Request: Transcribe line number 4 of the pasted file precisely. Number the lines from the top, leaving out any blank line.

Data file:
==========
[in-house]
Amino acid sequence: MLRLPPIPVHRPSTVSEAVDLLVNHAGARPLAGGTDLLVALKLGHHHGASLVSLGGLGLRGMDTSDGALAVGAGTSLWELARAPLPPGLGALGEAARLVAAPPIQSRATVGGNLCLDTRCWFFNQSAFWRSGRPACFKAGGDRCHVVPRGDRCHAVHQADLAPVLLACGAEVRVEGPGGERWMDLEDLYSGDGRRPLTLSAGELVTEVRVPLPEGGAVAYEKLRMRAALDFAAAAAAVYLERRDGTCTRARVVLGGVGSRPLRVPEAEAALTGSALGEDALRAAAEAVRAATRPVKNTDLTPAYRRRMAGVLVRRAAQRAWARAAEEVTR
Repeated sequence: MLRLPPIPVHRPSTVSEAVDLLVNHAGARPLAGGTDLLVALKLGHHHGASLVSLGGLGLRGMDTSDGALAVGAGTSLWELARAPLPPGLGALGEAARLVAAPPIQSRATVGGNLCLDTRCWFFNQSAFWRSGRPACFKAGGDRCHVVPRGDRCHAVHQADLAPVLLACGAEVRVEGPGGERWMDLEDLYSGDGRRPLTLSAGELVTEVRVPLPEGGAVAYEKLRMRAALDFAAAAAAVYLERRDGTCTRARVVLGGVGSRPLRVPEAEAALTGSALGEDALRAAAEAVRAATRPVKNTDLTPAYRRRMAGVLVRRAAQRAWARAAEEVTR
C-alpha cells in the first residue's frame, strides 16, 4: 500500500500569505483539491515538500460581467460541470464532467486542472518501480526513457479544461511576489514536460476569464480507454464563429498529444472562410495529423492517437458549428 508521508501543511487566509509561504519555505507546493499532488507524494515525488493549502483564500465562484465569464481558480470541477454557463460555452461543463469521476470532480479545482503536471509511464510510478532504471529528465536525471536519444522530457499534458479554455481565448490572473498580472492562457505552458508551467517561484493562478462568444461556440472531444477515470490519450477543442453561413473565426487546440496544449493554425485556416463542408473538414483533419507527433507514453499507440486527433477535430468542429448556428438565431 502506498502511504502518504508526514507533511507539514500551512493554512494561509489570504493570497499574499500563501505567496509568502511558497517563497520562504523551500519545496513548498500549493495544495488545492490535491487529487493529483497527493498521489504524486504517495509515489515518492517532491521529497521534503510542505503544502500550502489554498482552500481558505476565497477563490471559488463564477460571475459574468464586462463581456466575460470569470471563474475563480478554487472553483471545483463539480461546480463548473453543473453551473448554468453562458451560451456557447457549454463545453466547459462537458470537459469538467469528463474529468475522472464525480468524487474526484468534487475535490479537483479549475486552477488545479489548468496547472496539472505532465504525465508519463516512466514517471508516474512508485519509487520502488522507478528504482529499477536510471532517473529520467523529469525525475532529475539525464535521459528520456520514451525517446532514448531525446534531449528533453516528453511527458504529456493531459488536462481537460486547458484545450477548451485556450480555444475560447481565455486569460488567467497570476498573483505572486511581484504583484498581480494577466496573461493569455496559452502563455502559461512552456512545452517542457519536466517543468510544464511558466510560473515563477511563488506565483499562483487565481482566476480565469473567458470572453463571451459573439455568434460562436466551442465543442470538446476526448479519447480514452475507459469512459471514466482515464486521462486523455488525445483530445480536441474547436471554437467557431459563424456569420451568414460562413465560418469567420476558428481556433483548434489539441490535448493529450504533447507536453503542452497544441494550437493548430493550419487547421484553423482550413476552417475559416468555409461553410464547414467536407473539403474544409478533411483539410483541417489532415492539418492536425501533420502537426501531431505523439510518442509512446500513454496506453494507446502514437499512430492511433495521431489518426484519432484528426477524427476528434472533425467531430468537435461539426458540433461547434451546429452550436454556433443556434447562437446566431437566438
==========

C-alpha cells in the first residue's frame, strides 16, 4: 500500500500569505483539491515538500460581467460541470464532467486542472518501480526513457479544461511576489514536460476569464480507454464563429498529444472562410495529423492517437458549428 508521508501543511487566509509561504519555505507546493499532488507524494515525488493549502483564500465562484465569464481558480470541477454557463460555452461543463469521476470532480479545482503536471509511464510510478532504471529528465536525471536519444522530457499534458479554455481565448490572473498580472492562457505552458508551467517561484493562478462568444461556440472531444477515470490519450477543442453561413473565426487546440496544449493554425485556416463542408473538414483533419507527433507514453499507440486527433477535430468542429448556428438565431 502506498502511504502518504508526514507533511507539514500551512493554512494561509489570504493570497499574499500563501505567496509568502511558497517563497520562504523551500519545496513548498500549493495544495488545492490535491487529487493529483497527493498521489504524486504517495509515489515518492517532491521529497521534503510542505503544502500550502489554498482552500481558505476565497477563490471559488463564477460571475459574468464586462463581456466575460470569470471563474475563480478554487472553483471545483463539480461546480463548473453543473453551473448554468453562458451560451456557447457549454463545453466547459462537458470537459469538467469528463474529468475522472464525480468524487474526484468534487475535490479537483479549475486552477488545479489548468496547472496539472505532465504525465508519463516512466514517471508516474512508485519509487520502488522507478528504482529499477536510471532517473529520467523529469525525475532529475539525464535521459528520456520514451525517446532514448531525446534531449528533453516528453511527458504529456493531459488536462481537460486547458484545450477548451485556450480555444475560447481565455486569460488567467497570476498573483505572486511581484504583484498581480494577466496573461493569455496559452502563455502559461512552456512545452517542457519536466517543468510544464511558466510560473515563477511563488506565483499562483487565481482566476480565469473567458470572453463571451459573439455568434460562436466551442465543442470538446476526448479519447480514452475507459469512459471514466482515464486521462486523455488525445483530445480536441474547436471554437467557431459563424456569420451568414460562413465560418469567420476558428481556433483548434489539441490535448493529450504533447507536453503542452497544441494550437493548430493550419487547421484553423482550413476552417475559416468555409461553410464547414467536407473539403474544409478533411483539410483541417489532415492539418492536425501533420502537426501531431505523439510518442509512446500513454496506453494507446502514437499512430492511433495521431489518426484519432484528426477524427476528434472533425467531430468537435461539426458540433461547434451546429452550436454556433443556434447562437446566431437566438